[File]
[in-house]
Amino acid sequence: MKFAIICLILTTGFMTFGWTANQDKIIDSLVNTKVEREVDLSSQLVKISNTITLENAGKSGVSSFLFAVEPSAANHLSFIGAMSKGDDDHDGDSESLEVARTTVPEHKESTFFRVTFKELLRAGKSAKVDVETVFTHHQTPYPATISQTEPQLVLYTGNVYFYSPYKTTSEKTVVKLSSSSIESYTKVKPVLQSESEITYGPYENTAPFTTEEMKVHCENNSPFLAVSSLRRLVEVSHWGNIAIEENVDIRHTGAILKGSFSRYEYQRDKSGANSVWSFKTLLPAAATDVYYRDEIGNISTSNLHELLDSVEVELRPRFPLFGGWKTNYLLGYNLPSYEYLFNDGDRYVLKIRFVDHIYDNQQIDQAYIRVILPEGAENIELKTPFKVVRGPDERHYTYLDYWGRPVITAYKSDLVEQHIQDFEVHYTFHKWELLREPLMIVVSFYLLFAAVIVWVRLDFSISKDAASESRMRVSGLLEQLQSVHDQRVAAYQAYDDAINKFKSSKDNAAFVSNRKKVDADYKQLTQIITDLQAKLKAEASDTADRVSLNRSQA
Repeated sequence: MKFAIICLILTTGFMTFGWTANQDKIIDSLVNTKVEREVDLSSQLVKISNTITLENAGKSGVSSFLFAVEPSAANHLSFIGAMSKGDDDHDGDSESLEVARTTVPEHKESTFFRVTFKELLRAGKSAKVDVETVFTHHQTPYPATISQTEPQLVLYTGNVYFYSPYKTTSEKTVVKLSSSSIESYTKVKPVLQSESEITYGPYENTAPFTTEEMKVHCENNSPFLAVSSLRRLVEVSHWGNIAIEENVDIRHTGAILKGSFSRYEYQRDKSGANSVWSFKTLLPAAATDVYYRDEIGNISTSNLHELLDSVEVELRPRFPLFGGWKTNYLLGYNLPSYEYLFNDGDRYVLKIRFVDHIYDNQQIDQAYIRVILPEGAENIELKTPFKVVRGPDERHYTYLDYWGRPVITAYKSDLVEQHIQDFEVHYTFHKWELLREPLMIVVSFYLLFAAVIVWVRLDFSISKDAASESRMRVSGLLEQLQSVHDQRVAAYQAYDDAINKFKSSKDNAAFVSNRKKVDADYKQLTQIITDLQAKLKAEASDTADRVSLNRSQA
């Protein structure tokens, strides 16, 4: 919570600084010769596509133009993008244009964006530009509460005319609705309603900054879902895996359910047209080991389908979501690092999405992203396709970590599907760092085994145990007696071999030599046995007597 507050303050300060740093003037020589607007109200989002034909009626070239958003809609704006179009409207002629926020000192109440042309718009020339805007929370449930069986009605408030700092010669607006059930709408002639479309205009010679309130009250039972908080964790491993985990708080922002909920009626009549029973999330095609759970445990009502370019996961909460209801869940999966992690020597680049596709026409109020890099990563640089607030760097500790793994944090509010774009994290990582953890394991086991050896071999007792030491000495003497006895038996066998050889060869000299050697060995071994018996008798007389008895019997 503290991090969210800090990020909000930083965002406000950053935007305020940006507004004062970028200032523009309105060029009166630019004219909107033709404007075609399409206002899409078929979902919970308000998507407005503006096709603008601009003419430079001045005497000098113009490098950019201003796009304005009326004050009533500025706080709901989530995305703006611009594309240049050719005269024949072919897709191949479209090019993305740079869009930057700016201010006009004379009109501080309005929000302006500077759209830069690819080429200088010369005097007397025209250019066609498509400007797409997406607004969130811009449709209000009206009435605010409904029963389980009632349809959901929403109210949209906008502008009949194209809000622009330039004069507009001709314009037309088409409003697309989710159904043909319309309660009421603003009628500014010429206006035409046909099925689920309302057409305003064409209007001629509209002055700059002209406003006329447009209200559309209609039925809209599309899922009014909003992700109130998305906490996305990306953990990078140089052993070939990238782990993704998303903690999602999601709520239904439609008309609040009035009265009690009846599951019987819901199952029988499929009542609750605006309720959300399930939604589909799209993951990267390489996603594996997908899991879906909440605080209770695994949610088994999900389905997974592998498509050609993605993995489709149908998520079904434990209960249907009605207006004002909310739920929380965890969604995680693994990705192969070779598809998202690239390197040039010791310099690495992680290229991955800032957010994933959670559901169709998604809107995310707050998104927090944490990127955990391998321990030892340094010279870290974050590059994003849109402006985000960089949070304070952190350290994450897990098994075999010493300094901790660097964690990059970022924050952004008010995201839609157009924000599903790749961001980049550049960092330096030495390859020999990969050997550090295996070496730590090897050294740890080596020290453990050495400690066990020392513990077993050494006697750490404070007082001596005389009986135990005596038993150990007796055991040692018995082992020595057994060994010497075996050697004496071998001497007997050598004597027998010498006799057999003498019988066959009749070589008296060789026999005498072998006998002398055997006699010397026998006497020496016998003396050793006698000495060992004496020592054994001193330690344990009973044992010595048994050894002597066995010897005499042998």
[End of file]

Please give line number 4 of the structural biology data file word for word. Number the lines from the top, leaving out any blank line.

């Protein structure tokens, strides 16, 4: 919570600084010769596509133009993008244009964006530009509460005319609705309603900054879902895996359910047209080991389908979501690092999405992203396709970590599907760092085994145990007696071999030599046995007597 507050303050300060740093003037020589607007109200989002034909009626070239958003809609704006179009409207002629926020000192109440042309718009020339805007929370449930069986009605408030700092010669607006059930709408002639479309205009010679309130009250039972908080964790491993985990708080922002909920009626009549029973999330095609759970445990009502370019996961909460209801869940999966992690020597680049596709026409109020890099990563640089607030760097500790793994944090509010774009994290990582953890394991086991050896071999007792030491000495003497006895038996066998050889060869000299050697060995071994018996008798007389008895019997 503290991090969210800090990020909000930083965002406000950053935007305020940006507004004062970028200032523009309105060029009166630019004219909107033709404007075609399409206002899409078929979902919970308000998507407005503006096709603008601009003419430079001045005497000098113009490098950019201003796009304005009326004050009533500025706080709901989530995305703006611009594309240049050719005269024949072919897709191949479209090019993305740079869009930057700016201010006009004379009109501080309005929000302006500077759209830069690819080429200088010369005097007397025209250019066609498509400007797409997406607004969130811009449709209000009206009435605010409904029963389980009632349809959901929403109210949209906008502008009949194209809000622009330039004069507009001709314009037309088409409003697309989710159904043909319309309660009421603003009628500014010429206006035409046909099925689920309302057409305003064409209007001629509209002055700059002209406003006329447009209200559309209609039925809209599309899922009014909003992700109130998305906490996305990306953990990078140089052993070939990238782990993704998303903690999602999601709520239904439609008309609040009035009265009690009846599951019987819901199952029988499929009542609750605006309720959300399930939604589909799209993951990267390489996603594996997908899991879906909440605080209770695994949610088994999900389905997974592998498509050609993605993995489709149908998520079904434990209960249907009605207006004002909310739920929380965890969604995680693994990705192969070779598809998202690239390197040039010791310099690495992680290229991955800032957010994933959670559901169709998604809107995310707050998104927090944490990127955990391998321990030892340094010279870290974050590059994003849109402006985000960089949070304070952190350290994450897990098994075999010493300094901790660097964690990059970022924050952004008010995201839609157009924000599903790749961001980049550049960092330096030495390859020999990969050997550090295996070496730590090897050294740890080596020290453990050495400690066990020392513990077993050494006697750490404070007082001596005389009986135990005596038993150990007796055991040692018995082992020595057994060994010497075996050697004496071998001497007997050598004597027998010498006799057999003498019988066959009749070589008296060789026999005498072998006998002398055997006699010397026998006497020496016998003396050793006698000495060992004496020592054994001193330690344990009973044992010595048994050894002597066995010897005499042998």